I received a copy of the eBook from the author in exchange for an honest review. 

Outspoken is a cute, contemporary coming-of-age story about 18 year old Penny Beck. She is a girl who always says yes when she means no. She is a people pleaser, and that has led to some disasters in her personal life. So she is going to change.

A grandpa with early stages of Alzheimers who needs someone to check in on him is the perfect excuse to leave home for the summer before college. Penny travels from Montana to the coast of South Carolina, practicing her new assertive self on all she meets.

Archer could be trouble, though. Penny cares what he thinks of her, and is in danger of losing her newfound independence.

This was a light, fun read. Lora Richardson successfully gets into the head of an 18 year old girl searching for independence. Her personal struggles were realistic; she fought with her parents about her decision to not go to college in the fall, she wanted space from her overbearing family, she wanted to make her own decisions. She was uncertain about her direction, and terrified to break the rules.

That said, I’m not sure I really liked Penny. She is friendly and willing to approach new people, and, to be honest, a bit boring. The disconnect I had with her character was simple: she thought of herself as a someone who couldn’t say no, she slept with a guy who had just dumped her, but then she had no problem telling someone she’d barely met and who thought he was doing something nice that he was rude and shouldn’t interfere. Speaking up for herself isn’t actually her problem. Timing and delivery, on the other hand, is definitely questionable.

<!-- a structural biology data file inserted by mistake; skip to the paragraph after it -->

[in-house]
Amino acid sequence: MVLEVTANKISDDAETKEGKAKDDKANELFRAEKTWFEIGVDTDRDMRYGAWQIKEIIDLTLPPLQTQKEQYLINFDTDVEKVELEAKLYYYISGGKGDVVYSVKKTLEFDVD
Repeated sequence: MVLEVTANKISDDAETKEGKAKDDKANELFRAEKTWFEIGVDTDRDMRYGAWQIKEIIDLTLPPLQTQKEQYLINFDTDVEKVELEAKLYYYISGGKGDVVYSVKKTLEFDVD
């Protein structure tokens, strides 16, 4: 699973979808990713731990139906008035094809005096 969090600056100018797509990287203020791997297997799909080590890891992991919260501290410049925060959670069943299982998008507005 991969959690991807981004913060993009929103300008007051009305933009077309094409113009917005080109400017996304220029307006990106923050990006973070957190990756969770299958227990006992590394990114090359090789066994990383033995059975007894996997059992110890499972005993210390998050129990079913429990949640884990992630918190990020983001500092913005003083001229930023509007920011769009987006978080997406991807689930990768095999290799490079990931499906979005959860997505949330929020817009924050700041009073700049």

Archer didn’t really appeal to me; he was intended as the bad-boy love interest, but I found him a bit boring as well.  That said, the development of their relationship was cute.

The plot wasn’t very fast paced  or exciting, mainly, I believe, because it dealt with issues of day to day life and growing up. For all that, Richardson portrayed a realistic life of an 18 year old on her own for the first time; we didn’t all have exciting lives at that time!

Because this novel is character driven, I had hoped for more development throughout the story. I think this is where it fell short. Penny did not really seem to change; I didn’t find that she really became more sure of herself. Perhaps her romance with Archer was more mature than her last one, developing at a realistic pace, but her basic character remained the same.

All in all, a nice romance from a debut author. It is a good read for a teenager, with nice themes about standing up for yourself, growing up, and when to ask for help. I don’t think it will appeal so much to those of us who already have figured it (mostly!) out.

Outspoken is published by Createspace.


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